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AUTHOR'S NOTES:(1) This was written for hobbit_ficathon's "Moving Day" challenge in LiveJournal.
(2) In my version of the Shire, Ferumbras abdicates the Thainship to Paladin when Pippin is fifteen, due to poor health and the fact that a severe case of mumps a few years earlier had left him impotent. (“My health is not what it used to be” is a Tookish euphemism for that.)
(3) In this story Pearl is 30, Pimpernel is 26, Pervinca is 20, Merry is 23 and Pippin is 15 (Or 19, 16 and a half, 13, 14 and a half, and 9 in Man years)
Paladin looked about him. They were taking only their personal possessions; the tenants would keep the furniture, for the Great Smials were well furnished. Still, the farmhouse looked very bare without the pictures and cushions and clothing and other items. He sighed. He did *not* want to do this. He had thought he would have several more years of freedom, before the Thainship landed in his lap. He would miss Whitwell. After all, he had grown up here, and had raised his family here.
But when Ferumbras had come to him and told him “My health is not what it used to be, and I shall now never wed. I wish to give over the job to you now, so that I can have a little peace and quiet before I die.” Paladin’s heart had dropped to his toes. He had tried to argue, but it was in vain, and Ferumbras had grown suddenly hard. “You *will* do this, Paladin Took, or find yourself and your family homeless. This farm still belongs to the Took family, and not to you personally.”
Put that way, of course, there *was* no recourse. He had given in with as much grace as the circumstances would allow.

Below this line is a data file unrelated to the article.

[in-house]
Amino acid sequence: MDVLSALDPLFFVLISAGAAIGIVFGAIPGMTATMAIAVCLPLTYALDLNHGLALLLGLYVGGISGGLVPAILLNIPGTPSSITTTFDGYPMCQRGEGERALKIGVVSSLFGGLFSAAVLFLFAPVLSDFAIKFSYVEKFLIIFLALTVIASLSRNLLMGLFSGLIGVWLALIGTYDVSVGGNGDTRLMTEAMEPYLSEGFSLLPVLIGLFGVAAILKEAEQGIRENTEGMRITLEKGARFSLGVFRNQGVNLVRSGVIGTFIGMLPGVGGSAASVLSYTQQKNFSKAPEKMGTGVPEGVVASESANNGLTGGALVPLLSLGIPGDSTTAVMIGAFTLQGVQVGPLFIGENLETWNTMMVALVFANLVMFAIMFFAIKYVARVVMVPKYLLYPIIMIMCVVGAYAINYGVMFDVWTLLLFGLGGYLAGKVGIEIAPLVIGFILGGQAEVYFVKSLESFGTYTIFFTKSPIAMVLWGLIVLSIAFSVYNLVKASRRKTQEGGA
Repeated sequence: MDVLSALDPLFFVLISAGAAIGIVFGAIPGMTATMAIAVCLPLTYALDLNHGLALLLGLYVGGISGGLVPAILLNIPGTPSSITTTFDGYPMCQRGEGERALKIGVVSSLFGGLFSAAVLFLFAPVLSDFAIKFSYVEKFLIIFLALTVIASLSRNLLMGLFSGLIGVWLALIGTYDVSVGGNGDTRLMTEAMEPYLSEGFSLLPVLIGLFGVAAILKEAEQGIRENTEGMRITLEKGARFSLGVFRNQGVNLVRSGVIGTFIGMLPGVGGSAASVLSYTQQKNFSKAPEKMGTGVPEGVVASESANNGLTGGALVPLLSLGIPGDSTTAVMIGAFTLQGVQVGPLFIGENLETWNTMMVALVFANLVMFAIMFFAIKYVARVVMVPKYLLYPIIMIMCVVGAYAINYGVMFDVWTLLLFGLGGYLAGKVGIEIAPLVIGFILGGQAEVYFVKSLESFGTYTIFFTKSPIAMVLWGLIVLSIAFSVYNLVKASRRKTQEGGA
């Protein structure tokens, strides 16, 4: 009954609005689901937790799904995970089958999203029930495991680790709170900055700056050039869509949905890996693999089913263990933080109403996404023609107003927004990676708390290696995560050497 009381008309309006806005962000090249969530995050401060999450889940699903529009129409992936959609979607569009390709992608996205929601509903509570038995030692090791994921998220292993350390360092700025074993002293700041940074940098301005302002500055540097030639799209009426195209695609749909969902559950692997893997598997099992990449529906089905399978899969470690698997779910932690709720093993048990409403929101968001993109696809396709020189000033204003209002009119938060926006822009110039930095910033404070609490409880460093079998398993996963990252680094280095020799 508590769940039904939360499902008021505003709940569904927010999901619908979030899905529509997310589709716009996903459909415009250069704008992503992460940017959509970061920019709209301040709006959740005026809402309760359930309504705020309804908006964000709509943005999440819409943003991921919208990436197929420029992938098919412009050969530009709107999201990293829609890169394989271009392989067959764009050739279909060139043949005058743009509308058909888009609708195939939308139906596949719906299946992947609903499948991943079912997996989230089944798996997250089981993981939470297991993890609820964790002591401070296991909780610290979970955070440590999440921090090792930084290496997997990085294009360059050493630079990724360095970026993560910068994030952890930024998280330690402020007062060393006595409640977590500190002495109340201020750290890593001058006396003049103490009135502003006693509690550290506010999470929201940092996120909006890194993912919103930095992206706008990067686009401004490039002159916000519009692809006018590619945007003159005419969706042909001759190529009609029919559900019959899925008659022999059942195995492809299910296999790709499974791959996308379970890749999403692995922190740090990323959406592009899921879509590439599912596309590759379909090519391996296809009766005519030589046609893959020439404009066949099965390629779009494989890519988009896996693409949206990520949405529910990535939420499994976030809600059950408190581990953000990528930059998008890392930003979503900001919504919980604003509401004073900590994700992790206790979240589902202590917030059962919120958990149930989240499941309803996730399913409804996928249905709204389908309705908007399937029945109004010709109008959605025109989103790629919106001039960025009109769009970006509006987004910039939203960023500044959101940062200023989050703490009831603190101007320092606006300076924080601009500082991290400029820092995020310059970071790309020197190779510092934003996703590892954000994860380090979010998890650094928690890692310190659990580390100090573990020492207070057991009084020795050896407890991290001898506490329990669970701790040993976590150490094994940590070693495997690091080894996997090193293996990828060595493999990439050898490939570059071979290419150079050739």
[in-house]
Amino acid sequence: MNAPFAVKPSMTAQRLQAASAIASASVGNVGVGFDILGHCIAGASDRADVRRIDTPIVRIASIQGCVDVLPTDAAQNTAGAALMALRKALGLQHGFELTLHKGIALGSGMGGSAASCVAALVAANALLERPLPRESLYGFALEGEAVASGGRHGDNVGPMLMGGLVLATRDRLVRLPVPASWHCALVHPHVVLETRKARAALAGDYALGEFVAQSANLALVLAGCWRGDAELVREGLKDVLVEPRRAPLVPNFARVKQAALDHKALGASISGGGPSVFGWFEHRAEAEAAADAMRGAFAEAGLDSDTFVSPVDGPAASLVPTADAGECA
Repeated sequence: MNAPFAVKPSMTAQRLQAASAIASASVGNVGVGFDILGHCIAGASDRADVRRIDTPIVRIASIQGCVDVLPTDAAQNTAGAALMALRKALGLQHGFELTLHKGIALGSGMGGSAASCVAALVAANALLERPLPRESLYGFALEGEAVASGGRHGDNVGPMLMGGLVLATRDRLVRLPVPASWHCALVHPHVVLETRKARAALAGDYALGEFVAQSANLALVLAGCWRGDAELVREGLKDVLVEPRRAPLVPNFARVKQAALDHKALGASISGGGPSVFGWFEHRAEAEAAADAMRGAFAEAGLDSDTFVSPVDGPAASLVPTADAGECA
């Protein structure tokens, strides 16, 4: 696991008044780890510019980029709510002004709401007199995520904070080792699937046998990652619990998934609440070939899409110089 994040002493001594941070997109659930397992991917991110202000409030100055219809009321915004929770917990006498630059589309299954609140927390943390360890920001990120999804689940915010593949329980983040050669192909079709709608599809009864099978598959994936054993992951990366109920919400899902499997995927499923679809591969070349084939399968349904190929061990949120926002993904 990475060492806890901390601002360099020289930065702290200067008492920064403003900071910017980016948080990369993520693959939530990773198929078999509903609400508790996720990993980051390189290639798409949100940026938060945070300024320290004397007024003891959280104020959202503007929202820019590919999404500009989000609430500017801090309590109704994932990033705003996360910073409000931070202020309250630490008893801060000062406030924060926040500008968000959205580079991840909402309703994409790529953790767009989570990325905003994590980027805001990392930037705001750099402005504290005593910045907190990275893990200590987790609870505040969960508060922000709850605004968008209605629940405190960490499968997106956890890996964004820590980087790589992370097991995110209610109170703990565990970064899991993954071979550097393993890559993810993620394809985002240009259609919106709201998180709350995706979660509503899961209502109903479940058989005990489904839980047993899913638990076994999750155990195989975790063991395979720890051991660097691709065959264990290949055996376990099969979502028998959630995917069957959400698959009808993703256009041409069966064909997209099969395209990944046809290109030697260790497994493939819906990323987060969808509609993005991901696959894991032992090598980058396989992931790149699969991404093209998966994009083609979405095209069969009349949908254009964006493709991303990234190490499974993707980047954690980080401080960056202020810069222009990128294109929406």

He turned to his wife, who was watching him worriedly. “Hullo, Tina. I’m sorry, dear, I didn’t hear you come in,” he said sadly.
She came over and put her arms about him, kissed him gently. They put their foreheads together briefly. “Are you going to say good-bye to the children?”
He nodded, and hand in hand they walked out into the late summer morning.
He could hear the peals of Pippin’s laughter as he stepped outside. Merry had apparently chased his younger cousin down, and was tickling him unmercifully. Paladin grinned at the sight. Pippin was so excited to be going to Buckland at this time of year that he had not stopped moving or talking since he found out. Merry was doing his best to wear out the younger child before they started. Pervinca was already in the coach with Esmeralda.
She leaned out to hug him. “I’m going to miss you, Father.”
“Give your mother and I time to settle into the Great Smials. We will send for you as soon as everything has calmed down again.”
“I understand, Father,” she said. Her expression seemed to say that she did, but Paladin hoped that she truly did not. He was not going to have his children subjected to the scrutiny and gossip that would be part and parcel of his new position, until things had truly subsided and the novelty of having a new Thain had passed.
He turned and took a few steps, and grabbing his nephew by his braces, pulled him off his son with a grin. “Come now, you overbearing little Brandybuck. Give me a minute or two with my son.”
Merry gave him a little hug. “Of course, Uncle Paladin!” and the tweenager raced off to help his own father putting the last of the travelling cases onto the back of the coach.
Paladin knelt down, and brushed off the back of Pippin’s shirt. “Now, Peregrin, I know that you are excited to be going and staying in Buckland for a while. But I want you to mind your sister and your cousin as well as your Aunt Esme and Uncle Sara. And stay out of the back tunnels!”
“Father! I *always* mind Merry! Well, almost always --and that was *ages* ago, anyway! I was only eleven!”
“And now you are all of fifteen! I don’t doubt that you and Meriadoc will find a good deal of mischief--but try not to disgrace me, lad.” He smiled when he said it, but he meant it and Pippin could tell that he did.